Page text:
With General Convention approaching, I have had less time to note new material relevant to the Episcopal Church’s conversation on marriage. I’ll mention three right now to make up for it.
Fully Alive has just released an essay from Derek Olsen, “The BCP marriage service and the shortcomings of Paul and Augustine.” The essay responds to Fully Alive’s ATR paper (“Marriage in Creation and Covenant” or MCC), as well as one of my responses to the ATR respondents (“Augustine, Scripture, and eschatology“) . Olsen’s paper begins with a brief note of appreciation, but moves quickly towards laying out his thorough disagreement with MCC. He has two main concerns.
The first is related to the theology of Paul and Augustine. Olsen states that Paul and Augustine believed women to be culturally, biologically, and socially inferior to men (2-4), indeed, that Paul’s view of marriage portrays “a sacrament of unquestionable domination” (3-4). He says that “Marriage is not, according to the Pauline view, a relationship between equals.”
Olsen also claims that Paul’s and Augustine’s theology was based on late antique science that is now obsolete (4-5). Notably, Olsen works to rehabilitate Paul (5-6), but he dismisses Augustine and the Western tradition based on him (4).
Augustine builds his theology of marriage on a theology of the body that draws on scriptural resources but is also informed by the best scientific thinking of his day. This confluence of science and theology, therefore, stands at the root of the Augustinian tradition of marriage no matter how much later thinkers have adjusted it …. No credible thinker suggests that Aristotle’s or Galen’s description of biology coheres with reality as modern science is able to observe and quantify it. As Galen falls, so too does a theology informed by his premises.
Olsen’s second concern is the BCP marriage service, as he thinks that MCC fails to understand the rite appropriately by emphasizing procreation as a purpose of marriage.
The Prayer Book’s rite foregrounds the unitive and assistive aspects of marriage; the generative aspect appears in last place, is conditional rather than essential, and the rite may suggest non-biological forms of generativity. In putting their position forward, the authors of the MCC are not presenting “the doctrine and discipline of marriage set forth in The Book of Common Prayer” (MCC 3) but an argument that is more specific and has different emphases than the rite of the Prayer Book.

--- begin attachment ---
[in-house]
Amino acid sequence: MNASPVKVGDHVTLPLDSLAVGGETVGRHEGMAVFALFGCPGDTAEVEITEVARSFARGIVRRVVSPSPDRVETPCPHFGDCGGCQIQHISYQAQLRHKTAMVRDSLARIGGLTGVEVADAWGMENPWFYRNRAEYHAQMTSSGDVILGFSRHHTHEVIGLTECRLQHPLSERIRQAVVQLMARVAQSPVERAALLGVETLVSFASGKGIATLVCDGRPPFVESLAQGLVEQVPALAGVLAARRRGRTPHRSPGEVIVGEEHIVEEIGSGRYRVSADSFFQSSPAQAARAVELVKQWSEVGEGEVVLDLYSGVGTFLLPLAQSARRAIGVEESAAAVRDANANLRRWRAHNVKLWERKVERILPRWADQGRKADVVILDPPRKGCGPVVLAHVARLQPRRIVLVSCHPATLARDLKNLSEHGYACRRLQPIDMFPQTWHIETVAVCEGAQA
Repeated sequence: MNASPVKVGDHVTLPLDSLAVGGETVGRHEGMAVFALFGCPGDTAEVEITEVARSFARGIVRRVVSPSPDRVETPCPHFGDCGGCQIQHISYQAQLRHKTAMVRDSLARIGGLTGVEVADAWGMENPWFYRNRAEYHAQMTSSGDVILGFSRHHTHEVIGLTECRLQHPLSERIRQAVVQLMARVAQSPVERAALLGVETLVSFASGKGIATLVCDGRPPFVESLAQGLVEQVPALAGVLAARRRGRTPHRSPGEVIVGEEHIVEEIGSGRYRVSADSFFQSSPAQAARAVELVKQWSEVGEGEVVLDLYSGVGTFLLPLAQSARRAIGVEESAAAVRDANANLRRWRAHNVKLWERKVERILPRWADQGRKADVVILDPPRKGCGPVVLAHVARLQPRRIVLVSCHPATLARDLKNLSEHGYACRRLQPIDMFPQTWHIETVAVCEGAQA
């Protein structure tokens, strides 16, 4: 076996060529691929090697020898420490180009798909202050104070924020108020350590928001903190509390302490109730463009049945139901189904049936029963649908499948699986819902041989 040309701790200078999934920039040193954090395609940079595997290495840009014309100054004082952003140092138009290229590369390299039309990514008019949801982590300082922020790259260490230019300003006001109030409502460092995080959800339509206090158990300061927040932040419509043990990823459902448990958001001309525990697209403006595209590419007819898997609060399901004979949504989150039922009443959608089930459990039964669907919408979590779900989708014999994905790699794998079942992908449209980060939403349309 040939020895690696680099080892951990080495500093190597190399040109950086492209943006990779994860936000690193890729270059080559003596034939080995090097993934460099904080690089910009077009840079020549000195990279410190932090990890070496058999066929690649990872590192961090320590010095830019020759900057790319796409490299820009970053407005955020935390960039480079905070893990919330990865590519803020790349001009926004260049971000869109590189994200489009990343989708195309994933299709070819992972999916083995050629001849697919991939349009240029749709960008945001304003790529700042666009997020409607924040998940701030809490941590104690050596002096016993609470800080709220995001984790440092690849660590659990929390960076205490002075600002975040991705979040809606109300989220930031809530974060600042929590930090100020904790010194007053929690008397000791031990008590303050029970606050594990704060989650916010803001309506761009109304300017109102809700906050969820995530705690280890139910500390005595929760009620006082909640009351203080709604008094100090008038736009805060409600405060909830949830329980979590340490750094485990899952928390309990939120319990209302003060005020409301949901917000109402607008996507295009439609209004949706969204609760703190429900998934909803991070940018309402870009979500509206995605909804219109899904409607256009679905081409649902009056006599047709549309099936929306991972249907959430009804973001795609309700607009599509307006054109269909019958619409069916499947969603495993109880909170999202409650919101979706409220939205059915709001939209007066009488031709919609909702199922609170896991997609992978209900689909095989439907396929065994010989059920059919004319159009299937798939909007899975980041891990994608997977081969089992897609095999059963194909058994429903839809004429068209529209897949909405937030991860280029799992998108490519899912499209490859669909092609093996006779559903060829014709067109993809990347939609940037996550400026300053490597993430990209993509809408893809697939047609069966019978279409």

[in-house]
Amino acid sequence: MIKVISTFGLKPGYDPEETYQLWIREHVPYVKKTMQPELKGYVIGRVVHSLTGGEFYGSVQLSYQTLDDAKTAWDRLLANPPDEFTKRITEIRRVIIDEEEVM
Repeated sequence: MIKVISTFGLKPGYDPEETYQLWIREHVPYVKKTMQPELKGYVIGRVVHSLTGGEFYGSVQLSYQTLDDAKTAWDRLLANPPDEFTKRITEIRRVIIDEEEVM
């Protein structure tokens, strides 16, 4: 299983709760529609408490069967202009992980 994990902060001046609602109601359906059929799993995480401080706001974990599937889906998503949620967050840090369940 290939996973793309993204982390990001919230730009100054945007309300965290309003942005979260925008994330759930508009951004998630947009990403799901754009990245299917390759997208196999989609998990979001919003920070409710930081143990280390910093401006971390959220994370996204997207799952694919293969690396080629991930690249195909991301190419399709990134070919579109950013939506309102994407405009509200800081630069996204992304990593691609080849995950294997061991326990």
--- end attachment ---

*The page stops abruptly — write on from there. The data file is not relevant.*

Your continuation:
As one of the MCC authors, I may write a response to Olsen at some point, but (with GC looming), I simply want to thank him for his engagement. We need to keep the dialogue moving forward, both at GC and beyond.
Reflections from ACI
Over at the Anglican Communion Institute, Mark McCall and Ephraim Radner have written separate essays, each worth reading in full. McCall’s essay is “Good Order and the Re-definition of Marriage.” He notes that several bishops (and Scott Gunn, I might add) have now weighed in, saying that the task force proposals put the cart before the horse in revising the canons before revising the Book of Common Prayer. He substantiates this claim even further than Gunn’s essay and the essay from Bishops McConnell and Benhase have done. He concludes that “Introducing same sex marriage into the Church in good order would require honoring [BCP and canonical] provisions until they are amended in accordance with the required constitutional procedures.”
None of this is obscure; to the contrary, it is obvious. Yet the most remarkable thing about the many resolutions offered on marriage (ten so far) is that not a single one even proposes the obvious first step required of good order: amending or revising the BCP. To be sure there are four resolutions (C017, C022, C026 and D026) that reference the BCP, but none of them attempts to comply with the constitutional requirements for amending it. Instead, they flagrantly attempt to circumvent the Constitution by re-interpreting the language of the BCP
Radner has written about “Questions Facing the Episcopal Church over Redefining Marriage.”
TEC’s proposed redefinition of marriage … is not primarily about whether two men or two women can live together as physically intimate and emotionally connected couples. That has already been decided by the civil courts, and by wider cultural affirmations, permissions, or indifference. Rather, the attempt to redefine marriage has as its outcome the dismantling of the unique reality of man-woman-child relationships that human beings have, to this point, uniquely and universally upheld.
To call other human relationships “marriage”, and to render this broader range of relationships equivalent to the mother-father-child ordering of human coming-to-be is quite effectively to unravel the concept of birth-mothers and -fathers, the unbreakable bond between mothers and their children, and the deep responsibilities of fathers to their birth-giving families. Not only is the concept unraveled, but all these realities are now no longer deemed necessary to human life, but rather optional. Indeed, the optionality of marriage, not as a definition but as the fundamental locus of human coming-to-be is what the redefinition of marriage, such as that proposed by TEC, is all about.
The church must ask itself if, indeed, the father-mother-child elements are interchangeable in human and social value with – mean the same thing as — man-man and woman-woman and man-man-child and woman-woman-child forms of human coming-to-be. It is not enough to say that there have always been “exceptions” to the forms of human marriage: alternative arrangements here and there, childlessness, elderly couplings. None of these adjusted exceptions have ever sought to redefine marriage, optionalize it and thus effectively to dismantle it. (emphasis original)
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